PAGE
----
I visited Koh Chang twice over the course of a couple of months and I easily found the draw of this “elephant island”. With its hilly jungles, uncrowded beaches, and the feeling that you’ve reached one of the less touristy spots in Thailand, there is a lot to love about Koh Chang.
I never thought I’d be a long-term island girl, where I’d actually enjoy living on islands for more than a month or two. I love being busy, living in vibrant cities, going to live gigs, finding new architecture, cafes, and street art down alleyways.
But guys, I have to admit, I’m kind of addicted to island life now. And I would say that Koh Chang was the island that started that addiction.
Island life is the perfect balance to my personality and my hyperactive brain that is always two steps ahead of where I am. Being on an island where life is slower, I’m forced to simply enjoy the present and the ridiculously lovely scenery.
With that said, most people think of islands as a place to go to relax and not do much of anything. And although that’s true to an extent, there are quite a few islands out there that have countless experiences and adventure activities on them.
On Koh Chang, no matter what kind of island experience you’re looking for, you can probably find it. It’s a big enough island that there are numerous beaches and tour options to choose from, and the landscape is diverse and lush. It’s the perfect spot to get lost in for a few days or, you know, a couple of weeks.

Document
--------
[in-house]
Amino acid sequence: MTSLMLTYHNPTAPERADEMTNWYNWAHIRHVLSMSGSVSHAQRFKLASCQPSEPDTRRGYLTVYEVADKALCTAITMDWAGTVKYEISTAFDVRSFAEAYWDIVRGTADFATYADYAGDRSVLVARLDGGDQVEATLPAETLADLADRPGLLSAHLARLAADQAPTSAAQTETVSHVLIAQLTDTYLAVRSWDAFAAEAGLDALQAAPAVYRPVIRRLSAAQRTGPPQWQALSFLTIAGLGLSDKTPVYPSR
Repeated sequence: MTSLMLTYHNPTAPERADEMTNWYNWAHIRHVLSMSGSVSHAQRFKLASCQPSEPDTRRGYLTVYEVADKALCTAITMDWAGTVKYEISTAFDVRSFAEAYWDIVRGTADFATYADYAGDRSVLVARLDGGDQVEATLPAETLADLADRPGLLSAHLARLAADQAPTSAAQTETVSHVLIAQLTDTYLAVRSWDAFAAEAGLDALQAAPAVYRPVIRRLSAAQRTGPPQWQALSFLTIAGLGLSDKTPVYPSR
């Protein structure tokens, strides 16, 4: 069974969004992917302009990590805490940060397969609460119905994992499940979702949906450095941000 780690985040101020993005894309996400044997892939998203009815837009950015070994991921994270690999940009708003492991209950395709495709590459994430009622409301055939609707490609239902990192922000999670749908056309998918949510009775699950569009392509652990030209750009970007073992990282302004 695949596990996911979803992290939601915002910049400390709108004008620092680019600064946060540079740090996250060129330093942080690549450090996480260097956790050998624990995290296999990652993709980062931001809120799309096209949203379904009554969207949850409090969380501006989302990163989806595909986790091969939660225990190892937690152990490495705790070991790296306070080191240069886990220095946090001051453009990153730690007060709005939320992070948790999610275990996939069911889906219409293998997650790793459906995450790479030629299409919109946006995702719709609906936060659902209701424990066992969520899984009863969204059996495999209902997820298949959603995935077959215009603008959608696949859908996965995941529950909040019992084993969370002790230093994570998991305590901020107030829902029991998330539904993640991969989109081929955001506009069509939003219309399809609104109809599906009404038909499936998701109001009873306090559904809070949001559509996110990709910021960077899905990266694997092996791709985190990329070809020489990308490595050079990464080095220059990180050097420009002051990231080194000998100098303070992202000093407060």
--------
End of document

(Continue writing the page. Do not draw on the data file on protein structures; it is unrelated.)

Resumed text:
So, if you want to go lay on a beach for a few days with a good book and a mojito, by all means, go do it! But if you’re looking for other unique experiences to have on the island as well, read on.
Volunteer at the Koh Chang Animal Project
If you’re an animal lover, there’s no better experience to have than volunteering at the Koh Chang Animal Project. Seriously, it was one of the most rewarding experiences I’ve had in Thailand.
I spent a full day at this clinic and met so many amazing animals. Lisa, the woman who runs the project is from New York but she has been living in Thailand for years. She’s a knowledgeable vet and an all-around awesome person to get to know.
Educate yourself about the project and what you can do to help, even if it’s just spending a few hours cuddling the animals. I plan on writing a longer post about my experience soon because it was one that stuck with me on Koh Chang.
If you want to volunteer, get in contact with Lisa through phone, 089-042-2347, or via email firstname.lastname@example.org, and please say hi to her for me!
Go ATV Riding
I was so wanting to hop on an ATV and let loose, but when I saw the price tag, I held myself back and went to the beach instead.
If the price isn’t an issue for you though, ATV riding would be fun to experience on Koh Chang. Monster Adventure is an ATV tour company on the island and they offer rides through forest trails, a rubber plantation jungle, and lead you to a local waterfall.
A 60-minute ATV ride will cost you a minimum of 2500 baht, or about US $73.
Trek through the Jungle
Koh Chang has such a lush tropical jungle it would be a shame to not experience it for at least a day. Trekking is a popular activity on the island for this reason and there are a lot of options for tours.
I was recommended to Tan, a local guide that you can only book with through calling him directly. He takes out tours every day, but make sure to check which tour he is doing because they’re different every day.
I went on a seven hour trek that literally wound through the jungle – as in, there were thick jungle branches hitting me in the face every few minutes and I came out with a lot of scratches on my legs. I’ve never done trekking like this before, where there wasn’t even much of a trail, you just went directly into the heart of the jungle.